NEW YORK CITY (WABC) -- New York City officials are bracing for the arrival of more migrants and Mayor Eric Adams is pleading for help as he looks for places to house the new arrivals.
The number of migrants trying to enter the United States could dramatically increase after Thursday night's expiration of Title 42.
And that is sparking concern in the Tri-State area.
Officials have said hundreds of migrants per day could start arriving in New York City Friday, straining the already over-burdened shelter system.
And indeed, as if on cue, two more buses of asylum seekers did arrive at the Port Authority Bus Terminal in Midtown Manhattan shortly after dawn.
Public Advocate Jumaane Williams and others were on hand to greet them and help them get assistance as Williams called for a better response at all level of government.
"We have a responsibility," he said. "I understand the angst, because I have it as well. But we have to coordinate this - city, state and federal level. And right now, that's not happening."
He asked President Biden to step up and not to "ignore NYC, we can't handle this on our own."
Gov. Kathy Hochul also called on Biden Friday to mobilize the federal government to provide shelter for migrants arriving in New York City. She is asking the Biden administration to identify federal land to house asylum seekers, like "spaces on military installations, including naval resources, in and across the Northeast."
Hochul specifically asked to use a portion of Floyd Bennett Field in Brooklyn, which is federally owned and part of the National Park Service under the Gateway National Recreation Area.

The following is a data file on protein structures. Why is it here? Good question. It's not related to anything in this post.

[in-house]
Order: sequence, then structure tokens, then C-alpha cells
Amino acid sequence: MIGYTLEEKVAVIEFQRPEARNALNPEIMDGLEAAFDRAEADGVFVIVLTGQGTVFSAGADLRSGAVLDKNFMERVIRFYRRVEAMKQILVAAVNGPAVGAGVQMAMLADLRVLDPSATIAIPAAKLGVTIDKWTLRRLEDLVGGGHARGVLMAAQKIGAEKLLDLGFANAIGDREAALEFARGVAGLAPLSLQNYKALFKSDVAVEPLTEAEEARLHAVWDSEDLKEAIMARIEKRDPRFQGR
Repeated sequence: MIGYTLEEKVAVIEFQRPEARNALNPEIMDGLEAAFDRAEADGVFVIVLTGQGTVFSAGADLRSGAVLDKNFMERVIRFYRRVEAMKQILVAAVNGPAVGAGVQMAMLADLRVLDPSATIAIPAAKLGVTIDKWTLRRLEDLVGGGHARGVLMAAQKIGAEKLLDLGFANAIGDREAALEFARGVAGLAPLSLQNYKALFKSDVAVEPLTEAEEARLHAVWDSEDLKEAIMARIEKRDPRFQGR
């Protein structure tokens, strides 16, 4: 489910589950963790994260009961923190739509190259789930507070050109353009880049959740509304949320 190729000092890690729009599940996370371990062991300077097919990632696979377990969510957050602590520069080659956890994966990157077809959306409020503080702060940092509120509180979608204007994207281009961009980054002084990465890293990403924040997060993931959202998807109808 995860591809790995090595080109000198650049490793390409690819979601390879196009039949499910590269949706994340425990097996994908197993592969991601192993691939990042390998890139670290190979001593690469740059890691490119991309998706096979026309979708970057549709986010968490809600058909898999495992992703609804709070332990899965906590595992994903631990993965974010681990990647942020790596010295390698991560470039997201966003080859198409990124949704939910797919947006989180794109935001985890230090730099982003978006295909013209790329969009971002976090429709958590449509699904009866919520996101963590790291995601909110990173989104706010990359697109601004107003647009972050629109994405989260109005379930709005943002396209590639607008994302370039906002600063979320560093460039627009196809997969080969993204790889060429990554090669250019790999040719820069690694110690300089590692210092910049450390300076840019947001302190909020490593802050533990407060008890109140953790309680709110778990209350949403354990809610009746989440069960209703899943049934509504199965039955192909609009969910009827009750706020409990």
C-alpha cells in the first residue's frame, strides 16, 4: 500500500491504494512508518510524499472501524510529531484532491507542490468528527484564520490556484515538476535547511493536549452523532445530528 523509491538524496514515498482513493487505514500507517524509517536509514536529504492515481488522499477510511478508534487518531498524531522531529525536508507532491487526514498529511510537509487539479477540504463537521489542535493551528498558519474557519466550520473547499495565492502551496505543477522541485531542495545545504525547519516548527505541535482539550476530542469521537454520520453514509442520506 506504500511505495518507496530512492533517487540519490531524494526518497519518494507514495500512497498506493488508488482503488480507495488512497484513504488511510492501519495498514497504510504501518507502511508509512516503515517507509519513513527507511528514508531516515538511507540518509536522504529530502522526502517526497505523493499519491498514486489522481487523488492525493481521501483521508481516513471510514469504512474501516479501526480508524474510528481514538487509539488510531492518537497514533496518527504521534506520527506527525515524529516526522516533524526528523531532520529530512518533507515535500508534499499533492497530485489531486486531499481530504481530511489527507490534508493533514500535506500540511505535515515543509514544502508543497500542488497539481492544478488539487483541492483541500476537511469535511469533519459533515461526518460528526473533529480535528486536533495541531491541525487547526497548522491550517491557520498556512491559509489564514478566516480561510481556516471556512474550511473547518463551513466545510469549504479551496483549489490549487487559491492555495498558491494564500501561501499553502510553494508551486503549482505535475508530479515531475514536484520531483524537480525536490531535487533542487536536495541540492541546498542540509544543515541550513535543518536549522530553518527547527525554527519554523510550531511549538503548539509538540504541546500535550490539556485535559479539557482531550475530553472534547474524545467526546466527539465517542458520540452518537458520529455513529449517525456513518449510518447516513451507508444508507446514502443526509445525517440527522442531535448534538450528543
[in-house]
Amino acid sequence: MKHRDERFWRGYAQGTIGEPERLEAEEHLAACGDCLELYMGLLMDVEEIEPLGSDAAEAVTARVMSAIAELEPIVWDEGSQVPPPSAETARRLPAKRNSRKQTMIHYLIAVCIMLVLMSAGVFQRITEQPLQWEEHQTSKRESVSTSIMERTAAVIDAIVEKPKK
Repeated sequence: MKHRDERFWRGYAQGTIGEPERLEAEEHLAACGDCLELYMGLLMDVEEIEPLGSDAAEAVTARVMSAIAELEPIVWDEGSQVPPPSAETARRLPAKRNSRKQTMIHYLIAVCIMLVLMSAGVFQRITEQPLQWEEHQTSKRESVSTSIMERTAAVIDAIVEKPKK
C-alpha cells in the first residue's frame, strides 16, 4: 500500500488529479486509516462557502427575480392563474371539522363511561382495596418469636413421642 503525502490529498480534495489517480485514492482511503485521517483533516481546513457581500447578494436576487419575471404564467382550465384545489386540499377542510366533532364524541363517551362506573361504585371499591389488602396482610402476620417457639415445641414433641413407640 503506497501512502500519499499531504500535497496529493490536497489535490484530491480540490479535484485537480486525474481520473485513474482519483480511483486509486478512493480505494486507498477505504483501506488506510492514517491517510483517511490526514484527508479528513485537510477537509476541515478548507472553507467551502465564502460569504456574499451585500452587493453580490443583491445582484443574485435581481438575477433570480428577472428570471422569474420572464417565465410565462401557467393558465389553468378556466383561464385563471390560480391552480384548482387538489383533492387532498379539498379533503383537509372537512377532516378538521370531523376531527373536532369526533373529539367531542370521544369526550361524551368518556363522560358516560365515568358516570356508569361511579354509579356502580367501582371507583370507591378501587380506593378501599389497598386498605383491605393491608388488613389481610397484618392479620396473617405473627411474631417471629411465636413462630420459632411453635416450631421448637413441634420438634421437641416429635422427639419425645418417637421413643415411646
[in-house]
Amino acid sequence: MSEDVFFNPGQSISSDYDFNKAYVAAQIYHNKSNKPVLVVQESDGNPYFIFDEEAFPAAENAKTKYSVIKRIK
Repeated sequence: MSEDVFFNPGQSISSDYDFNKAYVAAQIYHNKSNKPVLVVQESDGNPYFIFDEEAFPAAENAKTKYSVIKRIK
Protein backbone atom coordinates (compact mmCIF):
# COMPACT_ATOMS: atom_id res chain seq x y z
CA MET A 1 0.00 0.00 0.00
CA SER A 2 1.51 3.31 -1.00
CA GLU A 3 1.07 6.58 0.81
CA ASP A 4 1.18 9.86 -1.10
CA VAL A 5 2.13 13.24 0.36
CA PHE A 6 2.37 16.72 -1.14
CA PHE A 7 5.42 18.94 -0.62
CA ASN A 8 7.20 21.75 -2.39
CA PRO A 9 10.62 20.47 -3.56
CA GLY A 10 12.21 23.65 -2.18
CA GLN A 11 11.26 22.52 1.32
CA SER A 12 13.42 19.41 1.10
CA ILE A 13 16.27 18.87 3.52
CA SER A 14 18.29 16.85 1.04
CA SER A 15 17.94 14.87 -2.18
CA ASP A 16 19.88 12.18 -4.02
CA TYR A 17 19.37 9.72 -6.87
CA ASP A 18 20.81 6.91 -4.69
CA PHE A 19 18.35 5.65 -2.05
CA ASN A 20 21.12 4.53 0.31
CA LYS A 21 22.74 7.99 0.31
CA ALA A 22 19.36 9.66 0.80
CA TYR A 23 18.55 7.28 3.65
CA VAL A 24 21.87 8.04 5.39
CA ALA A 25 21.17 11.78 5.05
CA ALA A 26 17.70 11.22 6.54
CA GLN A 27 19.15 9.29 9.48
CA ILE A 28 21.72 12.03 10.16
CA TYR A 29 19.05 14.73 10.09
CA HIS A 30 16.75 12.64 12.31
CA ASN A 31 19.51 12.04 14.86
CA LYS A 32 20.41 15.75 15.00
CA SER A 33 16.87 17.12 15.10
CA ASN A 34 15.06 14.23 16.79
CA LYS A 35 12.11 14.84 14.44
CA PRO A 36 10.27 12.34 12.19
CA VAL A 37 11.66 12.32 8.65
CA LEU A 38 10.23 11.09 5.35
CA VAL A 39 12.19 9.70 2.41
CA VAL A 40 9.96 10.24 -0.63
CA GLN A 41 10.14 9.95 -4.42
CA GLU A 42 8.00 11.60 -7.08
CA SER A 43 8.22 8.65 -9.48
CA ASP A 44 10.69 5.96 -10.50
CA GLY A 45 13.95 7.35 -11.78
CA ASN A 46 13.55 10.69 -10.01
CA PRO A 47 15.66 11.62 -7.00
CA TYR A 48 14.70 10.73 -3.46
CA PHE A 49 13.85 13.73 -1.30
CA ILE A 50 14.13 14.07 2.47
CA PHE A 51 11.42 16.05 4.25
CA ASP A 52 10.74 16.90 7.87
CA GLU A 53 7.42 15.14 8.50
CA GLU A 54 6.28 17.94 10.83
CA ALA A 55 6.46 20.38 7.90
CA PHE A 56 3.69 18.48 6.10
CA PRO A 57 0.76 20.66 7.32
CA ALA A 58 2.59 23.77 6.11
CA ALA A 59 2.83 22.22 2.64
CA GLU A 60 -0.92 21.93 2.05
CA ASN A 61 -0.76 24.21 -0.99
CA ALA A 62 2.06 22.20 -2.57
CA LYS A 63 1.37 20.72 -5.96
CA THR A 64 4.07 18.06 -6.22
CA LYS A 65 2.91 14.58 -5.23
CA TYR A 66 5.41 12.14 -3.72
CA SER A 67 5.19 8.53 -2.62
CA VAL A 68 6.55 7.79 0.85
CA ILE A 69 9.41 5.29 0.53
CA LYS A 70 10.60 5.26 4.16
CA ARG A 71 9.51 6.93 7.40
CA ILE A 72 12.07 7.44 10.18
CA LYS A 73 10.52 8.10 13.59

"With Title 42 officially rescinded, and the anticipated weeks-long construction process it would take to construct temporary shelters, I ask for this request to be granted immediately," she said.
According to volunteers, the latest buses to arrive in New York City on Friday came from Laredo, Texas. Many of the asylum seekers made the journey from places like Venezuela, Ecuador and Colombia.
As the city faces a strain on resources, including its shelter system, one of the biggest challenges is where to house the incoming migrants. It's unclear where the group that arrived Friday will head next.
There have been heated conversations between Mayor Eric Adams and county executives in Rockland and Orange counties about where to house them, but part of Adams' plan is to relocate migrants to the Hudson Valley.
And on Thursday, two buses showed up at a hotel in Newburgh, Orange County. A third one arrived on Thursday night.
"We were told this wasn't going to happen and now it ends up happening and there's no information.. we know nothing about the individuals," the Orange County executive said.
There are now 82 asylum seekers at the hotel, more than the 60 that the city previously told them the county would receive.
The Crossroads Hotel told the county it is booked for four months, and canceled all previous reservations for that period of time -- including those for the upcoming West Point graduation.
Rockland County and Orangetown have filed temporary restraining orders to prevent migrants from arriving -- for now. And the Town of Newburgh has filed a restraining order against the owner of the Crossroads Hotel.
The situation has forced a war of words between Adams and Rockland County Executive Ed Day.
"This guy has a record of being antisemitic, racist comments...his thoughts and how he responded to this really shows a lack of leadership," Adams said. "I thought he was the Texas governor with the way he acted."
Day responded by saying, "The mayor can call me every name in the book to deflect the reality of this former officer's clear disregard for our laws. His belief that he is above the local and state law speaks volumes about the character of Mayor Adams."
Legal action in Orange County and Newburgh are pending.
Meanwhile, the New York Civil Liberties Union filed a countersuit on Thursday and Adams is also vowing to fight the legal challengers.
RELATED | Migrant surge as United States prepares for end of Title 42 policy linked to coronavirus pandemic
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